Helicopter Experimental Category
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When building your own helicopter (kit), other rules apply when it comes to getting an Airworthiness Certificate. The main
difference is that there is no design and production certification process. With experimental aircraft, the two most important
things to be verified are that at least 50% of the aircraft was built by you, and that it is safe to fly (i.e. it is airworthy).
This verification is achieved following an inspection by the local aviation authority.
The scope of the 'Special Airworthiness Certificate' in the experimental category, is quite different to a normal Airworthiness
certificate (based on a type certification) since an experimental helicopter is not allowed to be used for any commercial activity.
An important assumption of the whole experimental airworthiness concept is that, because at least 50% of the aircraft was built
by the owner (who is also the builder, by definition), he will be able to carry out the required maintenance. This is how
airworthiness is guaranteed when the aircraft is used by the owner ('continuing airworthiness').
United States of America
DIY helicopter building requires a 'Special Airworthiness Certificate' in the experimental category.. "The special airworthiness
certificate in the experimental category is issued to operate an aircraft that does not have a type certificate or does not
conform to its type certificate and is in a condition for safe operation. Additionally, this certificate is issued to operate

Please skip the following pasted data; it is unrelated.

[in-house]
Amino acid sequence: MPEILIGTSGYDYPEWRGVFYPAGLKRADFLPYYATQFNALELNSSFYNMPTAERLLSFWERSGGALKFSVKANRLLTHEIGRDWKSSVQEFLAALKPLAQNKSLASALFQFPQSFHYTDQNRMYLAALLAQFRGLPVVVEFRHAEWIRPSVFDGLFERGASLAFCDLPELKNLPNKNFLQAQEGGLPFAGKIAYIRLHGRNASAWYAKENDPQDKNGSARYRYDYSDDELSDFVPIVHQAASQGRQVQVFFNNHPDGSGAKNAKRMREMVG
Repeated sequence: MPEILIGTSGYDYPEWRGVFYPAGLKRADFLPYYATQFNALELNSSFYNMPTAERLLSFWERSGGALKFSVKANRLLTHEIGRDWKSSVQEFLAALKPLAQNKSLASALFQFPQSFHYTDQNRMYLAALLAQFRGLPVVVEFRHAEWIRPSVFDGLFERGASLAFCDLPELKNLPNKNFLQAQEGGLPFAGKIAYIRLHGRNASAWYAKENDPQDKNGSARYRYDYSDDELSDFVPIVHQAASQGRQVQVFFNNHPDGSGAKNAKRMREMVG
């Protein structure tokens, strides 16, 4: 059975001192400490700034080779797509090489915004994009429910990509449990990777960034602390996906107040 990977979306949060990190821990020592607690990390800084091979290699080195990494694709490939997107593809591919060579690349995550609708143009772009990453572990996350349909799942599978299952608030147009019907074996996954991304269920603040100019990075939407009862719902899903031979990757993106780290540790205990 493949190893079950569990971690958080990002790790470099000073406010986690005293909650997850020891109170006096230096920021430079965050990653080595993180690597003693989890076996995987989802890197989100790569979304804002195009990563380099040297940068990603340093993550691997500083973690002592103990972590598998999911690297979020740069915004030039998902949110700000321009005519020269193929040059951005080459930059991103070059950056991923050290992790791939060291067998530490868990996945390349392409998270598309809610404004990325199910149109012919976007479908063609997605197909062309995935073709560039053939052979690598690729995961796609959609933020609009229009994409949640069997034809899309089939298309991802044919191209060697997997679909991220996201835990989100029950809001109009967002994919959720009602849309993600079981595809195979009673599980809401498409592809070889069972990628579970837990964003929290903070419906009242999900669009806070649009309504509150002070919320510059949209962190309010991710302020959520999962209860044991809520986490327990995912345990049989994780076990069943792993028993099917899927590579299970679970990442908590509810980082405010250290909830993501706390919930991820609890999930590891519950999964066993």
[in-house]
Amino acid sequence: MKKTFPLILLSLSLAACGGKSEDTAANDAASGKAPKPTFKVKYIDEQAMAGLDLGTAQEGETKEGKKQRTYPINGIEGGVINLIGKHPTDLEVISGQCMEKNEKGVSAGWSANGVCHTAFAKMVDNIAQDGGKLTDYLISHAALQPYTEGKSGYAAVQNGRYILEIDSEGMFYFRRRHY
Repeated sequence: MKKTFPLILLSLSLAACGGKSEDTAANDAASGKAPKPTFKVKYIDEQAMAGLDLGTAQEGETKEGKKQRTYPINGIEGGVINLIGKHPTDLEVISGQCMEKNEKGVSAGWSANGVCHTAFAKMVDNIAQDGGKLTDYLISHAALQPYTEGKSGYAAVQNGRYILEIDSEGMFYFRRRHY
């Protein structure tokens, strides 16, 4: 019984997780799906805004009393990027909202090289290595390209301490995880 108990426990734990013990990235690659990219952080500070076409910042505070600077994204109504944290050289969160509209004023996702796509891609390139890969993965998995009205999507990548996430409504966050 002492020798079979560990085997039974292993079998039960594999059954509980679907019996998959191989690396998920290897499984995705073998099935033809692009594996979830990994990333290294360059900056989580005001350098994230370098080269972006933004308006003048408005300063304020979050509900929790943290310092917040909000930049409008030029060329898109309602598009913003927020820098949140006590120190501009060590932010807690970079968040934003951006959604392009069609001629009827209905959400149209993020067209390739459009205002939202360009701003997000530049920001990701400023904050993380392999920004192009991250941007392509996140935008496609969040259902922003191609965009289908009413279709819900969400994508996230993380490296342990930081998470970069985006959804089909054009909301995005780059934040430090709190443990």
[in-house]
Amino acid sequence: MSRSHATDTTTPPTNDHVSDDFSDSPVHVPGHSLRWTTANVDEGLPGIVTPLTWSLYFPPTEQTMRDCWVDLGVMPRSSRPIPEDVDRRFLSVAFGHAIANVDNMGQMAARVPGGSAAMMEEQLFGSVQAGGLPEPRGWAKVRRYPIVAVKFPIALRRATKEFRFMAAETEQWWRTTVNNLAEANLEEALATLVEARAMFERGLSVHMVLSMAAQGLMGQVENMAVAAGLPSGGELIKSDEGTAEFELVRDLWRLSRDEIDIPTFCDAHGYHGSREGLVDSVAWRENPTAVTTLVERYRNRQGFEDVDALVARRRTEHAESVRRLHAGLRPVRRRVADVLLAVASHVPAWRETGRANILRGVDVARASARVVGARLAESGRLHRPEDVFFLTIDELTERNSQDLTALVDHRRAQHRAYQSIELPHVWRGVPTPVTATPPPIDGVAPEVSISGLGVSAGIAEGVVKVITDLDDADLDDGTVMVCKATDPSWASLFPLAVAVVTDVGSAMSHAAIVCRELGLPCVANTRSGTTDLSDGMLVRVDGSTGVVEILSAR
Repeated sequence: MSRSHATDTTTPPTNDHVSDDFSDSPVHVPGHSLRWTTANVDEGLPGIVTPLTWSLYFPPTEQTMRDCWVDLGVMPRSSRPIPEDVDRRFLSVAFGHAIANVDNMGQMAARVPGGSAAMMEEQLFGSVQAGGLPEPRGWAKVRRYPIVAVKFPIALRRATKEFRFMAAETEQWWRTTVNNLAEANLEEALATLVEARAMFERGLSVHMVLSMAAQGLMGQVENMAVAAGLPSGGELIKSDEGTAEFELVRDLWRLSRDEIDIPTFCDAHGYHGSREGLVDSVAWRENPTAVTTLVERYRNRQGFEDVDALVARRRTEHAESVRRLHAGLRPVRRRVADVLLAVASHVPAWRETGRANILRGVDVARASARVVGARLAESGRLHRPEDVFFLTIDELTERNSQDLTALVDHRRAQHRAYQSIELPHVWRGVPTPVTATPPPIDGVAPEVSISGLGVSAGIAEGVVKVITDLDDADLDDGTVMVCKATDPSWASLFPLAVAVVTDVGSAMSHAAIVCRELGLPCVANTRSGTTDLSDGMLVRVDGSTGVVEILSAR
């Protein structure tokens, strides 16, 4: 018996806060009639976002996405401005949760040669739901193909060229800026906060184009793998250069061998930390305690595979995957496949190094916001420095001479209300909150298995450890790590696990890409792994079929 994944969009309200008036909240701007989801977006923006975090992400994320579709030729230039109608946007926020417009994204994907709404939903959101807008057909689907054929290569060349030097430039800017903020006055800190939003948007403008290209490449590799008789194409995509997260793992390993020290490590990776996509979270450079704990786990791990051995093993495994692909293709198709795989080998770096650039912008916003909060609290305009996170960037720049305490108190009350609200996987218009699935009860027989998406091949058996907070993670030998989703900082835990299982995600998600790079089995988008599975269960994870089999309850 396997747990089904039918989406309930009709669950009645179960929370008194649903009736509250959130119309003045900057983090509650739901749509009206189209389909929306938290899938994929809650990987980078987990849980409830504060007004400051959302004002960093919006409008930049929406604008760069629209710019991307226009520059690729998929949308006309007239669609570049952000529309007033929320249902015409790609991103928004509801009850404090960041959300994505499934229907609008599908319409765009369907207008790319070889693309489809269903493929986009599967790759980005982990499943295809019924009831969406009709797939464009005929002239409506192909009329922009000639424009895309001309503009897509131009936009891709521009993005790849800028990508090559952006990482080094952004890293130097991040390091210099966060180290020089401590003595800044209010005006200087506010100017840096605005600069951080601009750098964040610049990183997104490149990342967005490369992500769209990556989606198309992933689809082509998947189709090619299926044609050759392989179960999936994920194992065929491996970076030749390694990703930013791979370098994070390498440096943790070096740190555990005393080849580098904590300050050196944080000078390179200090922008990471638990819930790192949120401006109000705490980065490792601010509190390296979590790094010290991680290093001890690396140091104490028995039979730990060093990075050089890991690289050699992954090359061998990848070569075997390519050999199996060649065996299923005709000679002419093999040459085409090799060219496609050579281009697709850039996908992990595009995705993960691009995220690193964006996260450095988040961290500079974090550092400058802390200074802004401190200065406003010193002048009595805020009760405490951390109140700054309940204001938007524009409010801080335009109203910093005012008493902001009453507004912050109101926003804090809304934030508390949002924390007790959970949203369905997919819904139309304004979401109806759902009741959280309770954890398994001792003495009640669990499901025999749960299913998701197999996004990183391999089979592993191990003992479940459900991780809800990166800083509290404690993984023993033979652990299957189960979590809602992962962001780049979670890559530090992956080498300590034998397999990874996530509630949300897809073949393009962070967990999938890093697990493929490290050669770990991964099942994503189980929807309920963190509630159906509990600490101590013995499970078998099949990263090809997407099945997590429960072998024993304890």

a primary category kit-built aircraft that was assembled without the supervision and quality control of the production
Special airworthiness certificates may be issued in the experimental category for the following purposes:
- Research and development
- Showing compliance with regulations
- Crew training
- Air racing
- Market surveys
- Operating amateur-built, kit-built, or light-sport aircraft
- Unmanned Aircraft Systems (UAS)
So, the 'Special Airworthiness Certificate' in the experimental category applies when building your kit helicopter at home. Of
course, you will only be awarded this certificate if you really built the aircraft yourself. The FAA demands proof of this,
which is one of the reasons why you must document the building process. The FAA will also want to inspect the airworthiness of
the experimental aircraft you build.
When you have an Airworthiness Certificate, like all aircraft, the experimental helicopter must be registered with the FAA,
who provides a Certificate of Registration. The registration string must be visible on the fuselage.
In Europe, the situation is much more complicated, as there are no European Union (EASA) regulations covering experimental aircrafts, which are the responsibility of the national authorities,
(ANNEX II from Regulation 1592/2002
). You can find an overview
of the Authorities on the Aviation Authorities Europe
However, there are some basic steps that are common to most countries. The first requirement is to get an Airworthiness Certificate,
which again involves proving that you built the aircraft yourself, and having it inspected by the local authority. The second step
is to get the aircraft registered with the local aviation authority.